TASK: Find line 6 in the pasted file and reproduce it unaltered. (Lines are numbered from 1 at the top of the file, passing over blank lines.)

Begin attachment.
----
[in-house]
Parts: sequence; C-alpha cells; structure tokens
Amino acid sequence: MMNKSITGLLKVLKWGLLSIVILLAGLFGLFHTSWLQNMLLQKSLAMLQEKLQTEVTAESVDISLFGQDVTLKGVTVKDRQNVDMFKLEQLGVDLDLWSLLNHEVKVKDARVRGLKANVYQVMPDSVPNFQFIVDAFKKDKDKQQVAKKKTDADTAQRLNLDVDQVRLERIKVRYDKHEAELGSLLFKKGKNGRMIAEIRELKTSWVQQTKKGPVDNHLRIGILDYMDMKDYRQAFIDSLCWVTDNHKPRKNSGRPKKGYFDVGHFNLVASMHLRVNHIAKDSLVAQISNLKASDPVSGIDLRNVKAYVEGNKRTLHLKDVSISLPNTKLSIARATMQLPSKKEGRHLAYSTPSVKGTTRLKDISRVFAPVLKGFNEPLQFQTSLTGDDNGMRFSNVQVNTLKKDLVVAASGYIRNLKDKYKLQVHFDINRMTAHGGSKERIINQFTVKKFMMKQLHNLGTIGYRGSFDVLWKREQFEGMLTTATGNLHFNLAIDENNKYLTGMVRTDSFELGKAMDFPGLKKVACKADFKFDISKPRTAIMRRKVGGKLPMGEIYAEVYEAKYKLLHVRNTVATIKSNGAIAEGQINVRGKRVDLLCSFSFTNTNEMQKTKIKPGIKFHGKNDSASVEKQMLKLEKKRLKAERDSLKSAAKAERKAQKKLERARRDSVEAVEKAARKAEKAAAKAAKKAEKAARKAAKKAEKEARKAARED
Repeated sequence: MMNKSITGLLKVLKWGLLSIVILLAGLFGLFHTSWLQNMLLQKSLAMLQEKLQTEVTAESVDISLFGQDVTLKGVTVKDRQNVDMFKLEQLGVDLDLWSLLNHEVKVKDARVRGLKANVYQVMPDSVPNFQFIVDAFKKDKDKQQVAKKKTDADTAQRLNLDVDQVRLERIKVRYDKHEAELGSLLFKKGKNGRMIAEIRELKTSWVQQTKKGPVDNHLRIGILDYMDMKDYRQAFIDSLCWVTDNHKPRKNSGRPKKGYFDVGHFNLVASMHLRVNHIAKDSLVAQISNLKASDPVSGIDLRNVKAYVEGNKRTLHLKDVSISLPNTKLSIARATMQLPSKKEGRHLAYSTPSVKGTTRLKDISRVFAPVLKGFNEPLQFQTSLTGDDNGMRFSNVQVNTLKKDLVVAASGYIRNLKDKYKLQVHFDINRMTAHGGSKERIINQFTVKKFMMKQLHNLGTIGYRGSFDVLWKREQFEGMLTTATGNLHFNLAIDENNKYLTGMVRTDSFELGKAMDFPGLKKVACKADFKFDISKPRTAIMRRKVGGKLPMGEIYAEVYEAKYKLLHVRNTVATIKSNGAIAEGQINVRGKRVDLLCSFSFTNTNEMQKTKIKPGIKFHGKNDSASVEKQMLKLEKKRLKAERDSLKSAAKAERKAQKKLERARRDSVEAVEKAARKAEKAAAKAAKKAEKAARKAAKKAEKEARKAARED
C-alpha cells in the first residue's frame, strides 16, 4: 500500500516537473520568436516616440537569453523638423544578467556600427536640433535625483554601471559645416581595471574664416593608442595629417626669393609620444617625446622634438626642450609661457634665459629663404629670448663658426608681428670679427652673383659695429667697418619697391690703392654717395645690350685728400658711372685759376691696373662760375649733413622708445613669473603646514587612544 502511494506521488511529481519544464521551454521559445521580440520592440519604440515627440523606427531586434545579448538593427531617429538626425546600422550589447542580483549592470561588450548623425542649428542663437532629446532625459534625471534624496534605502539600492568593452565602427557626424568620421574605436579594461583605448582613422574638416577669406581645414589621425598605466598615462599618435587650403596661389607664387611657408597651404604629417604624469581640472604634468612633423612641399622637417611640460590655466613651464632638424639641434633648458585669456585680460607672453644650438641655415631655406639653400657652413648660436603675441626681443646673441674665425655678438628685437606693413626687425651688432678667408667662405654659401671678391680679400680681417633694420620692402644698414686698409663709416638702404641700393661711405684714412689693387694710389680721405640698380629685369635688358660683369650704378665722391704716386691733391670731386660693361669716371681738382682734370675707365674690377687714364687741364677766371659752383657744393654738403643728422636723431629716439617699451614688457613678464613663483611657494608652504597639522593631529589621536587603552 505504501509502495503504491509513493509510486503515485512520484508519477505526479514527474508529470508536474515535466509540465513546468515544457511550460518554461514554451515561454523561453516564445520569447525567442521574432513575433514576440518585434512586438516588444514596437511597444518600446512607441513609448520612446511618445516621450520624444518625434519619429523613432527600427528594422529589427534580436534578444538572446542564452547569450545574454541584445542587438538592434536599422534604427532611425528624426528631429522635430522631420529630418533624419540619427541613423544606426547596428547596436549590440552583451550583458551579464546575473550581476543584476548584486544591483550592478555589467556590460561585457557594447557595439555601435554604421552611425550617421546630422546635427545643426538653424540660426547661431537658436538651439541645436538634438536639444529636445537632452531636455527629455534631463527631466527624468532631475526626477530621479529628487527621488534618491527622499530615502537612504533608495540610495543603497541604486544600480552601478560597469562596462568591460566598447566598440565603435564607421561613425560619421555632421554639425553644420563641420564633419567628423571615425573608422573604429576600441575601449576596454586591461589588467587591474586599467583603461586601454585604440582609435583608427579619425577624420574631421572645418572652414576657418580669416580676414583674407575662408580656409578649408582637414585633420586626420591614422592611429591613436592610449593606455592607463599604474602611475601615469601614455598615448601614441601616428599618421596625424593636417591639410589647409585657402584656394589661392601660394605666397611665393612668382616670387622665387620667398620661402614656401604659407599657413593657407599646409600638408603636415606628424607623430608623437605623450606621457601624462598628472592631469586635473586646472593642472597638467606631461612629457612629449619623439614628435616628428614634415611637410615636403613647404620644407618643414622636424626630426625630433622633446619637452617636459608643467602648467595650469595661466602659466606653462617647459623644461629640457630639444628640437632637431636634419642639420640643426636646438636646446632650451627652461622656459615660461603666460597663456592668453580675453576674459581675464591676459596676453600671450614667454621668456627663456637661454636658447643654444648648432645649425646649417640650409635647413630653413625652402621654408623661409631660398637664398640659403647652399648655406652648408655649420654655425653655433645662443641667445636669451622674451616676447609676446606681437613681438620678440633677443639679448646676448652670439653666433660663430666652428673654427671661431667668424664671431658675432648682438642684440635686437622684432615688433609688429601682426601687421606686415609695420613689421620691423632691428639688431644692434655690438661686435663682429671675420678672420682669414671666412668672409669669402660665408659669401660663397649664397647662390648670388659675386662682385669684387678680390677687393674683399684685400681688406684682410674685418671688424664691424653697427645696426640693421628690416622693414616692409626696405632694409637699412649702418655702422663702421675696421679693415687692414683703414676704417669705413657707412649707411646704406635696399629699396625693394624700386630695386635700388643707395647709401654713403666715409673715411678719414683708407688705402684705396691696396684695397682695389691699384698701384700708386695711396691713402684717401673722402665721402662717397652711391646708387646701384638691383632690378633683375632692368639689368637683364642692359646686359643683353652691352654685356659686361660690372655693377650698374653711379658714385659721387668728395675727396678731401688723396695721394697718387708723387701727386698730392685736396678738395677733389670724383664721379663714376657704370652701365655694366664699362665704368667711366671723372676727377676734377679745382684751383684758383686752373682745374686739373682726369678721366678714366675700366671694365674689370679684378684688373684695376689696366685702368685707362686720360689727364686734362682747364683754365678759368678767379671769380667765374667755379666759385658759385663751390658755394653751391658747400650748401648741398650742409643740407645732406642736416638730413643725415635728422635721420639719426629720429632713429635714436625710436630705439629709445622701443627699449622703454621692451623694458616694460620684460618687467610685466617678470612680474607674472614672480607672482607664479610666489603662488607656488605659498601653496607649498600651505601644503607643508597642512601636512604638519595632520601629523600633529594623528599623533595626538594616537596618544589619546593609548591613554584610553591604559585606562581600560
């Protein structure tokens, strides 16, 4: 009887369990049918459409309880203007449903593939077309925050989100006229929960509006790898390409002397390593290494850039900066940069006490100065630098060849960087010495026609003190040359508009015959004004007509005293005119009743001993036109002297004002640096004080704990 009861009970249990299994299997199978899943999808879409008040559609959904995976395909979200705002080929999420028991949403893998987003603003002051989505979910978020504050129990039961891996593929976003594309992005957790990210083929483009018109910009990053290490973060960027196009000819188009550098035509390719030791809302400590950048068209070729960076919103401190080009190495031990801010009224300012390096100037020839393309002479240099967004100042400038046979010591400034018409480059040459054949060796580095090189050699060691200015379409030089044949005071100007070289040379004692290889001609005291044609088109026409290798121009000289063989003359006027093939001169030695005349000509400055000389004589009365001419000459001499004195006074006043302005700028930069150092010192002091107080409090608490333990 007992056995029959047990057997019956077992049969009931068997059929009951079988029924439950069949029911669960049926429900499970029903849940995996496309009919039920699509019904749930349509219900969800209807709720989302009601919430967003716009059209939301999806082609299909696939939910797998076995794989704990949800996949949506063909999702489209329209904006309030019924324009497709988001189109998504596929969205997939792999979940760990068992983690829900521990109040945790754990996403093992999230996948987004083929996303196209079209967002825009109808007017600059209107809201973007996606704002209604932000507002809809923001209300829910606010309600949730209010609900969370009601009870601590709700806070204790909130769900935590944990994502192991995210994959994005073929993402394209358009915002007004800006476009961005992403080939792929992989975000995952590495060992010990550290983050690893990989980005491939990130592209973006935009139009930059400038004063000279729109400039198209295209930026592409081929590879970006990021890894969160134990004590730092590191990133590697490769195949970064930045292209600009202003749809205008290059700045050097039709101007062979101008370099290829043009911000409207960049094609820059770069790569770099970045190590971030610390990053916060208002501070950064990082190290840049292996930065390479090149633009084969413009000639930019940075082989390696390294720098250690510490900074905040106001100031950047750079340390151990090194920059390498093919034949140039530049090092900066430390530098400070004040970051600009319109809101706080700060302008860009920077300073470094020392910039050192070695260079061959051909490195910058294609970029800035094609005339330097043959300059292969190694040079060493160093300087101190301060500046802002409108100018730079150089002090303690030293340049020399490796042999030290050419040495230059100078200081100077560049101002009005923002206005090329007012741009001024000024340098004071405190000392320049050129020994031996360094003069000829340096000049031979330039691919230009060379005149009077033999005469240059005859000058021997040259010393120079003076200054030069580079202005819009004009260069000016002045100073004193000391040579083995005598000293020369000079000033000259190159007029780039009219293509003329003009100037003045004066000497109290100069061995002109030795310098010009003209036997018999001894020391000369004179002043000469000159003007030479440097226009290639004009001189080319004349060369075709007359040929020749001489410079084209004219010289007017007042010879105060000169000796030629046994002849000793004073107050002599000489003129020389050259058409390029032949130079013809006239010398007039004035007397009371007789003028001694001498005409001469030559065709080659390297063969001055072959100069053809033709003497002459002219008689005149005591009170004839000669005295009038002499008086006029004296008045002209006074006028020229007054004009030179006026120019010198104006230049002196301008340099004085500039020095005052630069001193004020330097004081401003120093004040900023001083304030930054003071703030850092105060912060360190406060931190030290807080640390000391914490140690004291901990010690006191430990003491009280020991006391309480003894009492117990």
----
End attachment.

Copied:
């Protein structure tokens, strides 16, 4: 009887369990049918459409309880203007449903593939077309925050989100006229929960509006790898390409002397390593290494850039900066940069006490100065630098060849960087010495026609003190040359508009015959004004007509005293005119009743001993036109002297004002640096004080704990 009861009970249990299994299997199978899943999808879409008040559609959904995976395909979200705002080929999420028991949403893998987003603003002051989505979910978020504050129990039961891996593929976003594309992005957790990210083929483009018109910009990053290490973060960027196009000819188009550098035509390719030791809302400590950048068209070729960076919103401190080009190495031990801010009224300012390096100037020839393309002479240099967004100042400038046979010591400034018409480059040459054949060796580095090189050699060691200015379409030089044949005071100007070289040379004692290889001609005291044609088109026409290798121009000289063989003359006027093939001169030695005349000509400055000389004589009365001419000459001499004195006074006043302005700028930069150092010192002091107080409090608490333990 007992056995029959047990057997019956077992049969009931068997059929009951079988029924439950069949029911669960049926429900499970029903849940995996496309009919039920699509019904749930349509219900969800209807709720989302009601919430967003716009059209939301999806082609299909696939939910797998076995794989704990949800996949949506063909999702489209329209904006309030019924324009497709988001189109998504596929969205997939792999979940760990068992983690829900521990109040945790754990996403093992999230996948987004083929996303196209079209967002825009109808007017600059209107809201973007996606704002209604932000507002809809923001209300829910606010309600949730209010609900969370009601009870601590709700806070204790909130769900935590944990994502192991995210994959994005073929993402394209358009915002007004800006476009961005992403080939792929992989975000995952590495060992010990550290983050690893990989980005491939990130592209973006935009139009930059400038004063000279729109400039198209295209930026592409081929590879970006990021890894969160134990004590730092590191990133590697490769195949970064930045292209600009202003749809205008290059700045050097039709101007062979101008370099290829043009911000409207960049094609820059770069790569770099970045190590971030610390990053916060208002501070950064990082190290840049292996930065390479090149633009084969413009000639930019940075082989390696390294720098250690510490900074905040106001100031950047750079340390151990090194920059390498093919034949140039530049090092900066430390530098400070004040970051600009319109809101706080700060302008860009920077300073470094020392910039050192070695260079061959051909490195910058294609970029800035094609005339330097043959300059292969190694040079060493160093300087101190301060500046802002409108100018730079150089002090303690030293340049020399490796042999030290050419040495230059100078200081100077560049101002009005923002206005090329007012741009001024000024340098004071405190000392320049050129020994031996360094003069000829340096000049031979330039691919230009060379005149009077033999005469240059005859000058021997040259010393120079003076200054030069580079202005819009004009260069000016002045100073004193000391040579083995005598000293020369000079000033000259190159007029780039009219293509003329003009100037003045004066000497109290100069061995002109030795310098010009003209036997018999001894020391000369004179002043000469000159003007030479440097226009290639004009001189080319004349060369075709007359040929020749001489410079084209004219010289007017007042010879105060000169000796030629046994002849000793004073107050002599000489003129020389050259058409390029032949130079013809006239010398007039004035007397009371007789003028001694001498005409001469030559065709080659390297063969001055072959100069053809033709003497002459002219008689005149005591009170004839000669005295009038002499008086006029004296008045002209006074006028020229007054004009030179006026120019010198104006230049002196301008340099004085500039020095005052630069001193004020330097004081401003120093004040900023001083304030930054003071703030850092105060912060360190406060931190030290807080640390000391914490140690004291901990010690006191430990003491009280020991006391309480003894009492117990």